COMMENTARY | When the Indianapolis Colts opted to release Peyton Manning in early 2012, they did so with their eyes on a different prize: Stanford QB Andrew Luck, who was projected by even nominally knowledgeable prognosticators to be the #1 overall pick in the 2012 draft (and likely the best quarterback prospect since either Manning himself or Denver Broncos legend John Elway).
It was an unusually symmetrical transaction in the realm of the NFL: Manning had missed the entire 2011 season, leaving the Colts in disarray as they toiled to a 2-14 record and landed the first overall selection in the draft (in a pursuit that was either endearingly or embarrassingly known as "Suck for Luck").
The opportunity left Manning open to pursue free agency for the first time as a professional, and he wasn't short on suitors for his services. Plenty of teams still viewed Manning as an elite quarterback, and most of the teams who flirted with the league's most recognizable player were perceived to be at the very least reasonably close to contending for a Super Bowl: San Francisco, Miami, Arizona, Tennessee, and Denver all at times appeared to be the front runner in the Peyton Sweepstakes, but it was the Broncos who eventually wound up wooing the popular signal caller. This Sunday night marks Manning's first return to Indianapolis as a visiting player.
Denver boasts a surprisingly vast connection to the Hoosier State when it comes to quarterbacks. Between the Elway and Manning tenures, five other former Broncos QBs who lined up under center for the team between 1983 and 2013 have ties to Indiana. And with Manning's first return to Indiana as a visiting player this weekend, now felt like the best time to explore a unique thread connecting the two and take a trip across the state that produced Larry Bird, the original Coca-Cola bottle, and the infamous Little 500.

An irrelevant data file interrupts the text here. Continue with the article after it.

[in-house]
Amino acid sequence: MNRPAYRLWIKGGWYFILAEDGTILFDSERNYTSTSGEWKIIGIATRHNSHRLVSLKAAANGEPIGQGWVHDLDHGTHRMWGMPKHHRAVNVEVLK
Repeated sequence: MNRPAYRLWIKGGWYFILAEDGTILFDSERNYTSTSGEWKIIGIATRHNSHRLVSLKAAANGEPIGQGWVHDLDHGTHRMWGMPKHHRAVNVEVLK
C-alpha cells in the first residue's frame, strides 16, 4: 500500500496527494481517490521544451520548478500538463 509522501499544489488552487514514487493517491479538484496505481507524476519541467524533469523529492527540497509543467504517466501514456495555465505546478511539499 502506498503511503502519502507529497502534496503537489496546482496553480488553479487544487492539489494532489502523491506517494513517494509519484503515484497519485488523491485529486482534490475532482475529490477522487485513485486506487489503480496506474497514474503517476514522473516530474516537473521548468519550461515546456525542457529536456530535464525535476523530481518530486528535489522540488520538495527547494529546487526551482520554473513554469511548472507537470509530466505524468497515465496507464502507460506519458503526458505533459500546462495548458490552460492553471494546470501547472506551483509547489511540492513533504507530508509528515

Manning's connection to Indy is obviously well documented, as is by proxy his connection to Terre Haute, where the Colts held training camp for the majority of his career. The year prior to Manning's arrival in Denver, a pair of players with Indiana connections appeared on the Broncos' depth chart: Kyle Orton and Brady Quinn. Both played their college ball in Indiana, with Orton attending Purdue while Quinn led the Notre Dame Fighting Irish. Orton started 33 games for the Broncos but was never able to elevate his game beyond the dreaded "game manager" level, and the team eventually moved on to former Heisman Trophy winner and first round draft pick Tim Tebow. Quinn was relegated to back-up duties throughout his time as a Bronco.
Orton was acquired from the Chicago Bears in a trade for Denver's 2006 first round draft pick Jay Cutler. Cutler's Indiana roots reach all the way back to his high school playing days at Heritage Hills High School in Santa Claus, Indiana, where he helped lead his team to a Class 3A State Football Championship. Before Cutler's reign, you have to go back to 2003 when former Notre Dame QB Steve Beuerlein started a pair of games for the Broncos.
Brian Griese started 51 games for the Broncos between 1999-2002, and Griese's Indiana connection (although admittedly somewhat loose) is that his father led the Boilermakers of Purdue on the gridiron and was born in the southern city of Evansville. Griese was the heir apparent when Elway retired after leading the Broncos to a pair of Super Bowl wins, but was ultimately replaced by Jake Plummer.
Elway was initially drafted out of Stanford by the Colts (the same general path current Colts starter Luck has taken), though Elway refused to join the team before ultimately being shipped to Denver in an iconic trade. Still, Elway is still not the earliest instance of Denver welcoming a QB with some sort of connection to Indiana: the franchise's first QB in 1960, the late Frank Trupicka, played college football at Notre Dame. Trupicka, who like Manning wore the #18 (Trupicka gave approval to the team for Manning to wear his retired #18 jersey in 2012), passed away in September 2013.
Andrew Majors lives in Denver and is an award-winning journalist who currently works as a content strategist at a digital marketing firm. You can follow him on Twitter @AndrewMajors
- Sports & Recreation
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